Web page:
The Boon of Perpetuity and a Separate Legal Entity

Published On: Mar 28, 2019Last Updated: Oct 14, 20234.6 min read

What is a separate legal entity?

There are formal and informal business structures in India. Two out of all the formal business structures, ie,. Companies and limited liability partnerships have the advantage of being recognised as a separate legal entity. These advantages play a very important role in the growth of a startup. Through this blog, we will understand the concepts of perpetuity and separate legal entity in detail to know how these advantages work out in favour of startups. 

Which businesses are a separate legal entity? 

The following two types of business structures have their own separate legal entity and perpetuity. 


Companies registered under the companies act, 2013, enjoy the status of having a separate legal existence. This protects the company and its members, both, from the actions of the other. It doesn’t matter if you opt for private limited company registration or for public company registration, these characteristics are a part and parcel of this business structure. 

Limited Liability Partnerships

LLPs are a form of hybrid business structure. They have certain characteristics of PLCs and others of the partnership firms. The features of LLPs include them being a separate legal entity and having perpetuity. Nowadays, most people are going forward with online LLP registration in India due to its many benefits. 

Now that we know which business structures have these two unique and advantageous features, let’s understand the importance of having a separate legal entity. 

A long span of life

Perpetuity means that even if the partners/shareholders leave the organisation, the organisation can continue existing freely. Due to this, the existence of partners will not affect the company. Hence, making it easy for an organisation to exist after the life of its promoters. Usually, companies have a short life span only when they are incorporated with a purpose and the purpose is met. 

High Credibility

Having a separate legal existence makes the company more credible to the public at large. As a result of the organisation being a separate legal entity, its identity is not completely reliable on its partners or promoters. Further, the growth that a company can achieve from its perpetual nature also reflects the image of the company.

Investors tend to invest in entities where they have the trust and faith. The high credibility that the separate legal entities have helped gain the trust of investors. So, when considering financial assistance these formal business structures have a head start as compared to the informal structures.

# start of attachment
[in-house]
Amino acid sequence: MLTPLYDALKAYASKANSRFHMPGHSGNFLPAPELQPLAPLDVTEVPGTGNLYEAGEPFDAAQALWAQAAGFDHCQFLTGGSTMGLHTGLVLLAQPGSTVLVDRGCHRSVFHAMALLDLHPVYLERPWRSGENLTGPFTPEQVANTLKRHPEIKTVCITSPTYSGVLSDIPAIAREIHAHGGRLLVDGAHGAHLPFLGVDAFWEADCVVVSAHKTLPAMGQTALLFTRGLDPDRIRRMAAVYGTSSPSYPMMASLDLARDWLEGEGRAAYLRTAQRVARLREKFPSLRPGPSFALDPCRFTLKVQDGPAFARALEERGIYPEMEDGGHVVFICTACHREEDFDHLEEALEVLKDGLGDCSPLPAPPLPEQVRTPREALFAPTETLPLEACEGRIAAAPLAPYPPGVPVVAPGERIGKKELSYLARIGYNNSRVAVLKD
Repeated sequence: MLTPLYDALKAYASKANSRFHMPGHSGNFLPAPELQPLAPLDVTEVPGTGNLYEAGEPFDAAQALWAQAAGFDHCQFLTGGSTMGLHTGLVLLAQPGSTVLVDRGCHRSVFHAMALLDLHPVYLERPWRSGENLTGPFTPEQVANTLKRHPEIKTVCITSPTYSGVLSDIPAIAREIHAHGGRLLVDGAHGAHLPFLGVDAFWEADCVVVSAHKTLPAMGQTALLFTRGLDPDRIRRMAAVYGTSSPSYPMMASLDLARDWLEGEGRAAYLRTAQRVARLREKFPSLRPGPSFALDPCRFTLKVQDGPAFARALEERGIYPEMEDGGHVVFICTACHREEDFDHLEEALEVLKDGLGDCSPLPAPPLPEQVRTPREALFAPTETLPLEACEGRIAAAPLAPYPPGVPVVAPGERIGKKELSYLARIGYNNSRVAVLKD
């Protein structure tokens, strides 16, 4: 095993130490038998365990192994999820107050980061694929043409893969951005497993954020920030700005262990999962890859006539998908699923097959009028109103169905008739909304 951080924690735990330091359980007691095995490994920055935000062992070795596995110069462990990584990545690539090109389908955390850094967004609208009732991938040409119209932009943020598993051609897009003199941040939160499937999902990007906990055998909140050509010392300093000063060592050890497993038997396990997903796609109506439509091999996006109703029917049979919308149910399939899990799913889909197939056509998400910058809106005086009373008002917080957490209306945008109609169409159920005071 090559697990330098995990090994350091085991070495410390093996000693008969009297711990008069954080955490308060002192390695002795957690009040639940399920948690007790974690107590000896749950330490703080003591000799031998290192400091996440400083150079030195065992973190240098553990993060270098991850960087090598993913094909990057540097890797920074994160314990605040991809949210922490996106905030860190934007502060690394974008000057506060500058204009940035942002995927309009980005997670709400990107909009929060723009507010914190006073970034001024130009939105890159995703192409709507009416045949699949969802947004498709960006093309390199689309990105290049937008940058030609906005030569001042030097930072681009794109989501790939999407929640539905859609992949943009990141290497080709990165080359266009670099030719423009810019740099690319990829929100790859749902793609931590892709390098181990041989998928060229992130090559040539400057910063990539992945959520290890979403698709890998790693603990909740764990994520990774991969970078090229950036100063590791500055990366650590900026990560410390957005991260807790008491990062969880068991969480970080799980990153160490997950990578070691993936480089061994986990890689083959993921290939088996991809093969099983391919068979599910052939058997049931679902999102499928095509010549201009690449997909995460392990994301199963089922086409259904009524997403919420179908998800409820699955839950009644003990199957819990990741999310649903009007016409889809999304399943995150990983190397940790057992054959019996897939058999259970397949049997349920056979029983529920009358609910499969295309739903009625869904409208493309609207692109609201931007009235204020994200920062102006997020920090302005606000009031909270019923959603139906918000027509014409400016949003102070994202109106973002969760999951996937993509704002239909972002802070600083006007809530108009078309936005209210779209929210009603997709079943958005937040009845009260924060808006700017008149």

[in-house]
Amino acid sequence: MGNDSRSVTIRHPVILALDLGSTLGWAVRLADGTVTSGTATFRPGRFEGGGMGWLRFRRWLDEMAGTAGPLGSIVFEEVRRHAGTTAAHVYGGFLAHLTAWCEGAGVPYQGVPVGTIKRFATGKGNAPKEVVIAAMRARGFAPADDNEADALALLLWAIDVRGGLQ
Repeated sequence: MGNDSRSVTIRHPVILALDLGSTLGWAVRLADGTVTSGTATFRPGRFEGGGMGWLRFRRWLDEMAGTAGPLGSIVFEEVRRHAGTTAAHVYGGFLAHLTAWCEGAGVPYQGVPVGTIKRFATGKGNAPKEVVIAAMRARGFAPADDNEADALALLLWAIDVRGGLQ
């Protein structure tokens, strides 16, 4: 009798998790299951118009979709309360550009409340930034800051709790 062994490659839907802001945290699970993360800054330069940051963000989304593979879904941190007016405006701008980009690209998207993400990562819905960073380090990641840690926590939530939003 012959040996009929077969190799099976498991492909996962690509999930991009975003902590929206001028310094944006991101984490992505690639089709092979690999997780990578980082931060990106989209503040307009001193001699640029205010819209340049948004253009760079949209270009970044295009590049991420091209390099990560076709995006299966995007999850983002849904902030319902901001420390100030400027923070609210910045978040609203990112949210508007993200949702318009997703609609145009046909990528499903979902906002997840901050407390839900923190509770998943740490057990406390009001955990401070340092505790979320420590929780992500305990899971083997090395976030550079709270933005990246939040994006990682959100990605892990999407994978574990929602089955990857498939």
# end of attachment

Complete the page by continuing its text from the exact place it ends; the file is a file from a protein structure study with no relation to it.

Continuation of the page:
Limited Liability

The liabilities of the members and partners is only limited to the capital they bring in or any other amount, if expressly stated as such. The members are not personally liable to the creditors of the company.


The members and directors of a separate legal entity do not have to pay tax on the income of the company. In  case of profits, the company pays tax to the government. The dividends are tax free for members of an LLP.

Everything in life comes with an exception. So does the feature of being a separate legal entity. Let’s look at the circumstances when the boon of separate legal existence ceases to exist. 

Members reduce beyond the limit

There is a minimum requirement of members. For example, in a Pvt. Ltd. Companies there must have at least 2 members and in a public company, at least 7. If a situation arises where the members reduce from thai, then for such time period, all remaining members become liable for the actions of the company at a personal level. 

Investigation of Company

If a company is under investigation, the inspector has the power to investigate other companies (under the same management) even if the subsidiary is a separate company.   

Directors acting beyond powers

When any director steps out of their shoes and takes certain harmful actions against the company, such as defrauding the creditors, then the veil of separate legal entity is lifted, and the directors are held accountable for the wrongful actions in the name of the company. 

Non-refunded application money

If the application money is not refunded to the applicant who has not allotted the shares within stipulated time then directors are liable to pay interest to them.

Improper use of name

The directors are personally liable for not using the name of the company such as LTD or PVT LTD in a proper way in any contract or bill of payment.


Promoters are personally liable for all contracts made before incorporation of the company if the company does not adopt the said contracts.

Non Payment of Taxes and Liabilities post-dissolution

The director is liable to pay any unpaid tax and repayment of loans arising after the dissolution of the company.


Directors are liable in many other cases such as not maintaining books of accounts or registers, not holding AGM and other compulsory meetings, non-filing of annual returns with MCA, default under any other ACT.


A company with its perpetual existence and a separate legal entity proves to be advantageous. With such great powers, also come the responsibilities of the directors and partners. The decision of choosing the right business structure for your startup can be overwhelming. So, connect with the experts at and get the best options suitable for you! 

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CS Shivani Vyas
About the Author

CS Shivani Vyas

Shivani is a Company Secretary at with an endowment towards content writing. She has proficiency in the stream of Company Law and IPR. In addition to that she holds degree of bachelors of Law and Masters of commerce.

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